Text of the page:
If you build either of those and try it out on an STM32F407 Discovery board, you will notice that no sound comes out. The reason is that the onboard audio codec has a LRCK line (left/right framing clock for the I2S audio stream) wired up to GPIO PA4, which happens to be one of the DAC outputs that we are using for the vector graphics generation. You’ll need to disconnect LRCK (U7 pin 40) from PA4 and wire it to PA15. I did it by cutting a trace (indicated with a black arrow) on the back of the board to isolate the PA4/LRCK net from the STM32:
And by adding a wire (indicated in red) on the top of the board from R48 to pin 77 (red arrow) of the STM32 (PA15):
Oh, and one more thing. To keep the audio mixer marching along, we had to connect PC6 to PC7. This ties the I2S MCLK to timer 3 channel 1, which triggers a periodic interrupt that mixes new samples into the audio output buffer. The easiest way to do this is to connect a jumper across pins 47 and 48 on the GPIO header P2. They are clearly marked on the board and the pins are right next to each other so this is easy.
If you follow me on Twitter, you’ve probably seen the picture of a CRT deflection yoke undergoing surgery. Well, it’s now installed in a mini Battlezone arcade cabinet that I built for Maker Faire this year.
It uses a 5-inch B&W CRT taken from a broken security camera monitor. I had to rewind the yoke to make the vertical windings fast enough to handle vector graphics. The horizontal windings were already pretty close, but they did need to be rewired to operate in series to reduce the drive current.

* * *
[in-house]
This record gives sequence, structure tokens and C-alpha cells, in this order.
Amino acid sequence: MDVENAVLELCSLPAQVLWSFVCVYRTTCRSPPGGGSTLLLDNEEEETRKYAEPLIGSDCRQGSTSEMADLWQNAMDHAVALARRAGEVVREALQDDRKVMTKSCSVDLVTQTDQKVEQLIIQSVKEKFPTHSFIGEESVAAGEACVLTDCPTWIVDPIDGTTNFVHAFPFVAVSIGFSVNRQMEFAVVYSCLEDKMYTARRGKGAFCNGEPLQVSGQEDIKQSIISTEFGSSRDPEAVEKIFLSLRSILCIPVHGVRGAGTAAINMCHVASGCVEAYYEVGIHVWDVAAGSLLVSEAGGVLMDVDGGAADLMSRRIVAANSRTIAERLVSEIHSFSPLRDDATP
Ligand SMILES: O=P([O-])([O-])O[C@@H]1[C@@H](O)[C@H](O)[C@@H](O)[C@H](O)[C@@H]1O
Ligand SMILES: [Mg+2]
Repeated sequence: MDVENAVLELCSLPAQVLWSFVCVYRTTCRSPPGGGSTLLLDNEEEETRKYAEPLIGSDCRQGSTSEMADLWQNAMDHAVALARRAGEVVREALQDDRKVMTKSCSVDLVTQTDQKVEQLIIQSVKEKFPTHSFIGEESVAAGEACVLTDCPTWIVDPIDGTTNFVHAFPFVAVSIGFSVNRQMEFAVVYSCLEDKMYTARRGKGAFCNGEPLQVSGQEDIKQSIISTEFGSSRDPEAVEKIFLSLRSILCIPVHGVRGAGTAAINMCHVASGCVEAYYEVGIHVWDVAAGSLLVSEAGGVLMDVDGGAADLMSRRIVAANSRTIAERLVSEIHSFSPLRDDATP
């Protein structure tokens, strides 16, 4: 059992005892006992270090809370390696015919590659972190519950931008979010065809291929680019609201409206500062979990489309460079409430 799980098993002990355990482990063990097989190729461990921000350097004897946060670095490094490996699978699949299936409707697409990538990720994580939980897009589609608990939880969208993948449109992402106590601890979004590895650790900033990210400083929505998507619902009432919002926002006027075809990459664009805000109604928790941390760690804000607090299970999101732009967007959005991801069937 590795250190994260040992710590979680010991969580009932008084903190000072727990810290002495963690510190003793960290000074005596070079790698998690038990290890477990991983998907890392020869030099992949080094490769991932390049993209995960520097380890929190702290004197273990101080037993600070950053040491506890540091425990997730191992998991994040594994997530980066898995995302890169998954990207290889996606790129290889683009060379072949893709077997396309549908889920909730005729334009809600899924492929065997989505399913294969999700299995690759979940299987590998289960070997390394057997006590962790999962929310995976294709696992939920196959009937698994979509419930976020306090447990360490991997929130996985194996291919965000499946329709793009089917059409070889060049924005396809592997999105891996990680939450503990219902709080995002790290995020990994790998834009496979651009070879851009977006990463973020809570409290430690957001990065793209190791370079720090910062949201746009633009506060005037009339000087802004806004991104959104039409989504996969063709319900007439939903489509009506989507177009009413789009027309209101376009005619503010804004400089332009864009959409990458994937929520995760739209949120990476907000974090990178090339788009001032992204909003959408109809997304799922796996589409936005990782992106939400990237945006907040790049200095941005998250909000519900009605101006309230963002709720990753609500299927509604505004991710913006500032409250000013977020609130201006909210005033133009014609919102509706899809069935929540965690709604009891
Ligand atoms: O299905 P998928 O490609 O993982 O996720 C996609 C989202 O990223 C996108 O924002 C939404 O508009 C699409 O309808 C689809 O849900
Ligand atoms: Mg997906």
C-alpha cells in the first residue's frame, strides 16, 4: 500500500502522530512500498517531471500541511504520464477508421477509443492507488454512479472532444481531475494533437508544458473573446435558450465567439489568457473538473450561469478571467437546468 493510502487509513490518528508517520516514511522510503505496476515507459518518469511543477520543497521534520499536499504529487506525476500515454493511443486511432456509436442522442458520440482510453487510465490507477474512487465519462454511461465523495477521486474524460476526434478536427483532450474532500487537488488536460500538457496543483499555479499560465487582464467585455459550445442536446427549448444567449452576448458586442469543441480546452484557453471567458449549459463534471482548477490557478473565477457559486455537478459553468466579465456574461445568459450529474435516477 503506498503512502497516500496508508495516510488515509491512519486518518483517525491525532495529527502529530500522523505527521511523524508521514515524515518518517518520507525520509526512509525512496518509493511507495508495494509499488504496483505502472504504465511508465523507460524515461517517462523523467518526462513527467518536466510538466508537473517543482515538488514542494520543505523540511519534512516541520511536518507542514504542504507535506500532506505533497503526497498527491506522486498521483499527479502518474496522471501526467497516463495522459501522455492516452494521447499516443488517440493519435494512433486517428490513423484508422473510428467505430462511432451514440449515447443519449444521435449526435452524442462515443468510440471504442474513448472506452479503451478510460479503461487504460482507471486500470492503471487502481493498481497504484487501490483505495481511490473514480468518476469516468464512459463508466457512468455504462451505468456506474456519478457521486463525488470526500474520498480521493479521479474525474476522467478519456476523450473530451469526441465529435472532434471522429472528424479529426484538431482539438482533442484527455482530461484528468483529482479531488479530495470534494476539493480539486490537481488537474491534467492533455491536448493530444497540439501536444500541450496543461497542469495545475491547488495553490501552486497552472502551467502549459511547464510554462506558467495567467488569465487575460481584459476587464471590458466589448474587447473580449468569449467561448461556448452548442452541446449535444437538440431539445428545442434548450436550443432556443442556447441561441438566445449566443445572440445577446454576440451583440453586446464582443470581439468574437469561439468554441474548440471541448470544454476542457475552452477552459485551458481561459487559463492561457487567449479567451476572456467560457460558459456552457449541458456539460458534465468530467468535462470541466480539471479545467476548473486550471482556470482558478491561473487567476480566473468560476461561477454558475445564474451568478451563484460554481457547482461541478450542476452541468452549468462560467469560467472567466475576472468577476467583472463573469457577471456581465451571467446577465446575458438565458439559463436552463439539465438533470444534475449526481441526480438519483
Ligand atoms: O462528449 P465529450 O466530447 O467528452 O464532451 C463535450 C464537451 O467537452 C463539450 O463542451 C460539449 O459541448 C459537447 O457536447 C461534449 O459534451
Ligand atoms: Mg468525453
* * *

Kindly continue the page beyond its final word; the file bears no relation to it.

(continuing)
The CRT is a bit different than most of the old-style CRTs I work with. For the curious, it uses an EIA E7-91 style base which has an additional grid for acceleration purposes. The lower circuit board in the photo is a potentiometer resistor divider that develops a ~300V bias voltage to drive this additional grid. The upper board is a Cockcroft-Walton multiplier circuit to step up the 1KV power supply voltage to the 4KV necessary for the post-deflection acceleration (PDA) anode. I’m running this CRT a bit under voltage, and it works fine because I’m not trying to fill the whole screen with a solid raster.
The metal enclosure houses the power supplies–it is made out of soft steel with the idea of containing the stray magnetic fields generated by the power supply switching inductors. It works a bit, but I’ve had better luck in the past with mu-metal shields around the CRTs themselves. There are three power supplies: one steps 120V down to +12V, +5V, and -12V. Another steps +12V to +1KV, and the final one steps +12V up to +60V. These last two power supplies are detailed here. They are open-source hardware so you can build your own.
Outside the shield you can see the video amplifier board at the lower left, which is the same circuit used on my electrostatic deflection board but without the deflection amplifiers. At the bottom right is my new magnetic deflection amplifier board which drives the deflection yoke. It is based around an LM4765 audio amplifier IC. I’m not totally happy with the design but eventually I will release the board design. The green board in the upper middle is an STM32F4 Discovery board. The board to the right of it is an audio amplifier that drives the speaker.
The joysticks I machined out of small aluminum blocks. It took some experimenting to figure out how to arrange the springs to get the joystick to return to the center position. The joystick handle on the right is hollow to allow the wires for the fire button to pass through.
I also build a second unit with the same driving circuit but a different CRT–a 5-inch round 5AXP4. This CRT would originally have been used by a TV technician to look for problems with the chassis or the full size picture tube in a customer’s set. The glass is extra thick because the tube was designed to be handled more. This is the same tube that I started experimenting with last year.
If you plan to build up the CRT boards, I highly recommend you visit Richard’s page. He’s drawn up an excellent connection diagram that shows how to interconnect the HV power board, the video power board, and the deflection/video amplifier board.